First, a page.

Why could the pandemic cause a copper concentration?

Factory workers secure large coils of copper tubing that will be wrapped and shipped.

Michael S. Williamson | The Washington Post | fake pictures

The coronavirus pandemic is poised to pave the way for “the copper age,” according to the Eurasia Group’s director of energy, climate and resources, as governments double investments that will increase demand for the red metal.

The product, which is widely seen as a benchmark for the general state of the economy, has suffered a blow during the coronavirus crisis.

Falling demand pushed prices down to the height of the pandemic in March. However, benchmark copper on the London Metal Exchange was trading at around $ 5,909 per metric ton on Tuesday, up 0.5%. That’s close to its five-month high of $ 5,928 reached earlier this month, Reuters reported.

The Eurasia Group’s Henning Gloystein said in a research note on Tuesday that the pandemic is expected to accelerate trends in government-backed environmental investment and digitization, which “heralds an upcoming boom in copper demand.”

“Huge green and digital stimulus programs, especially in Asia and Europe, will create the conditions for a boom in copper demand: electric vehicles, 5G grids, and renewable energy generation require large amounts of red metal” Gloystein said.

He projected that demand for copper could drop as much as 5% in 2020 due to the recession caused by the pandemic. But large-scale fiscal stimulus measures would help boost demand for the metal to pre-crisis levels next year, he said, and traders and miners expect consumption to rebound 4% in 2021.

Analysts at Bank of America raised their price forecast for the metal earlier this month, expecting prices to rise 5.4% in 2020 to $ 5,621 per ton. They kept their projection for 2021 unchanged at $ 6,250 per ton. The forecasts, they said, came down to “notable fiscal stimulus packages” and the expectation that there would be more purchases of raw materials as countries came out of the close.

Analysts at Morgan Stanley also expect the sector to recover quickly to pre-pandemic levels, according to Reuters, with global stimulus measures, Chinese infrastructure spending and supply disruptions expected to boost demand.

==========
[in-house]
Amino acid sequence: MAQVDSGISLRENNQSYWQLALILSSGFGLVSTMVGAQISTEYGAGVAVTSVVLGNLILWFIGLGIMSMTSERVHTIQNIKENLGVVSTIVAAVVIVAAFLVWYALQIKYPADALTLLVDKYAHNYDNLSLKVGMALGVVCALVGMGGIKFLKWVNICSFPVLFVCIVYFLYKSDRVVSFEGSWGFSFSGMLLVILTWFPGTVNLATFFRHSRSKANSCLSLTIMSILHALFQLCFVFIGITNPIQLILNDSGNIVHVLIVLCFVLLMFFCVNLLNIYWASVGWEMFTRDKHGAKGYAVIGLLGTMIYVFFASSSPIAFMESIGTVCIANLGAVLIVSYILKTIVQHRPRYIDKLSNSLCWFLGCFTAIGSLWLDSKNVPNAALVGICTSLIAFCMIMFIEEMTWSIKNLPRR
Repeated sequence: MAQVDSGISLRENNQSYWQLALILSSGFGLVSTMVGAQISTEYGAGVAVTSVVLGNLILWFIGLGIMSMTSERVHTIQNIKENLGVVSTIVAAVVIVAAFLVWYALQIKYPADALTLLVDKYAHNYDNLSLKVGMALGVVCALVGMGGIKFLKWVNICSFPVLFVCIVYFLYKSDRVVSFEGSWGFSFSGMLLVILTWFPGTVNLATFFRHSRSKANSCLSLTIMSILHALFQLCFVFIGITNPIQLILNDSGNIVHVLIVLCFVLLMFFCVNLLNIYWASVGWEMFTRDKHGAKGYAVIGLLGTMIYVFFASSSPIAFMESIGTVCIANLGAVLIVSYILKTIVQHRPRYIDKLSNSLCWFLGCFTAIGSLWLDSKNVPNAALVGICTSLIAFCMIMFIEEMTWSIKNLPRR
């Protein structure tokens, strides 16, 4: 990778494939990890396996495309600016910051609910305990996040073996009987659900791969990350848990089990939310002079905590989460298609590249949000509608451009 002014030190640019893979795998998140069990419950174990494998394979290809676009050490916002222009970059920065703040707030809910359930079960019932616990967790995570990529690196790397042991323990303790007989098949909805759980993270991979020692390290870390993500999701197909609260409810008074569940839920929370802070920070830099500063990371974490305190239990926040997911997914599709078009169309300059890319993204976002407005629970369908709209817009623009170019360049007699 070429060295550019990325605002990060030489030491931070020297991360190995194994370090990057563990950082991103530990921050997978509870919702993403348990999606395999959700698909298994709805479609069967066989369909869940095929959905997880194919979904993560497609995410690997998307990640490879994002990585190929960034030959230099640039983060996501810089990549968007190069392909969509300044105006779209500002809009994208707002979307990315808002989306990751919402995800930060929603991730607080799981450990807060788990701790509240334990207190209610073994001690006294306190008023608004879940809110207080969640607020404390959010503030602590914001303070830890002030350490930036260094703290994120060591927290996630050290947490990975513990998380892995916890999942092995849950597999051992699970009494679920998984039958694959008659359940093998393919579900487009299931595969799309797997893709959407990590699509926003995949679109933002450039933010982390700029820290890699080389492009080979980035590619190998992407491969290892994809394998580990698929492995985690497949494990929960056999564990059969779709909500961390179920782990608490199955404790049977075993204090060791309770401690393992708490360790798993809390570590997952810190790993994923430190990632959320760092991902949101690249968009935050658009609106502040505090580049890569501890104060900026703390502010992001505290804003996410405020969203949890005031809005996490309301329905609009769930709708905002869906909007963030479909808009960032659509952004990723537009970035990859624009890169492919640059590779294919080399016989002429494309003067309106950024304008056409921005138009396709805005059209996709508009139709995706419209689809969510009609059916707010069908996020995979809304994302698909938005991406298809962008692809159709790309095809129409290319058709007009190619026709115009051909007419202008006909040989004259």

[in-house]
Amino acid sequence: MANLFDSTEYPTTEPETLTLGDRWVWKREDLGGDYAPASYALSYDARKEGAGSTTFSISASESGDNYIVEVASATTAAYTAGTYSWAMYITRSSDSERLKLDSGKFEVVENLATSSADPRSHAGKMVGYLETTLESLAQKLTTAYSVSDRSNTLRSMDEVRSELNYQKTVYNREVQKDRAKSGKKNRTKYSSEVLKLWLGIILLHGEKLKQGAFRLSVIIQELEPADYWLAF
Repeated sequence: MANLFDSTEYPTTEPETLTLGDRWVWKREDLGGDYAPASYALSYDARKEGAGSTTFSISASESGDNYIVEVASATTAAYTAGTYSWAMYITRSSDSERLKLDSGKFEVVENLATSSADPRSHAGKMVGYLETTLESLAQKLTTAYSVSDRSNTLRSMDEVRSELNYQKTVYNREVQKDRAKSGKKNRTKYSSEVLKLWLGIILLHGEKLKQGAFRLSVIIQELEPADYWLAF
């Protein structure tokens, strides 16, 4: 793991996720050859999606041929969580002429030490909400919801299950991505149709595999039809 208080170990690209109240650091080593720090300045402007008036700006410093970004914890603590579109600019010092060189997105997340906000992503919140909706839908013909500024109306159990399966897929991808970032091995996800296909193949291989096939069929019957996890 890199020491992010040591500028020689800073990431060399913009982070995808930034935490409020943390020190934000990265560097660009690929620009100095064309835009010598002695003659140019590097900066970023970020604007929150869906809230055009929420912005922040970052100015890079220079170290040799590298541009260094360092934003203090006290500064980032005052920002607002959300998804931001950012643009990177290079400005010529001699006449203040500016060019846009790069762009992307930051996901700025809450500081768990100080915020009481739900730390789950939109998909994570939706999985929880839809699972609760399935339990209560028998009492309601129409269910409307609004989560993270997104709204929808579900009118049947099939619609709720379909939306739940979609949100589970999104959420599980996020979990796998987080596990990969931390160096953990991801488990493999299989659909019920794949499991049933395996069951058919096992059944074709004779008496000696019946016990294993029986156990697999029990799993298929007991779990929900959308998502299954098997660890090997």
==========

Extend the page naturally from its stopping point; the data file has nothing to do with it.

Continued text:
Green investments

According to the Eurasia Group note, clean energy and digitization programs were expected to drive average annual copper growth demand by 2.5% this decade, which would likely bring consumption to 30 million tonnes by 2030.

Policy changes in Asia and Europe would play a major role in increasing demand, Gloystein said, and changes in transportation are expected to be the “single biggest driver of copper use.”

“The electric vehicle industry currently accounts for just 1% of copper demand. By 2030, many analysts expect that figure to reach 10%,” he said.

China was expected to invest hundreds of billions of dollars in digitizing its economy over the next decade, Gloystein said, while countries around the world had pledged to make massive investments in green infrastructure and electric vehicles.

“Copper will be a key input for virtually all industries that are now being promoted,” he said. “Welcome to the copper age.”

Political consequences

While Gloystein recognized that nations in the southern hemisphere with large copper mining sectors would be the key beneficiaries of rising copper demand, he noted that China’s influence in the industry could cause it to gain political influence in both Australia and South America.

“The boom in the copper economy will have political implications,” he said. “China’s dominant position as a buyer of the raw material is likely to give it more political influence over the copper mining regions.”

China is the world’s largest single user of refined copper, according to the Eurasia Group, and the country consumed about 13 million tons of the product last year.

Tensions between China and Australia have increased in recent years after the latter excluded Chinese telecommunications giant Huawei from its 5G home networks, supporting the US. USA In claims that the company’s presence in the infrastructure poses risks to national security.

Relations have recently been damaged by the Australian government calling for an investigation into China’s role in the coronavirus outbreak, and by China imposing import tariffs on some Australian products.

While there is some support among Australian lawmakers to recalibrate exports outside of China, Gloystein noted that increased demand for copper could limit the country’s ability to achieve this goal.

Meanwhile, Chinese influence would likely increase in Chile, the world’s largest copper exporter, which participates in the China Belt and Highway trade initiative, he added.

“Chile’s sales to China already represent approximately a third of total exports,” says the note. “Increased copper sales are likely to increase this dependency and expose the country to political pressure from Beijing in many areas, including trade negotiations in the Pacific, the use of Huawei equipment and relations with the United States.”

The same, Gloystein warned, was true for Peru, which exports almost twice as many goods to China as to Europe or the United States.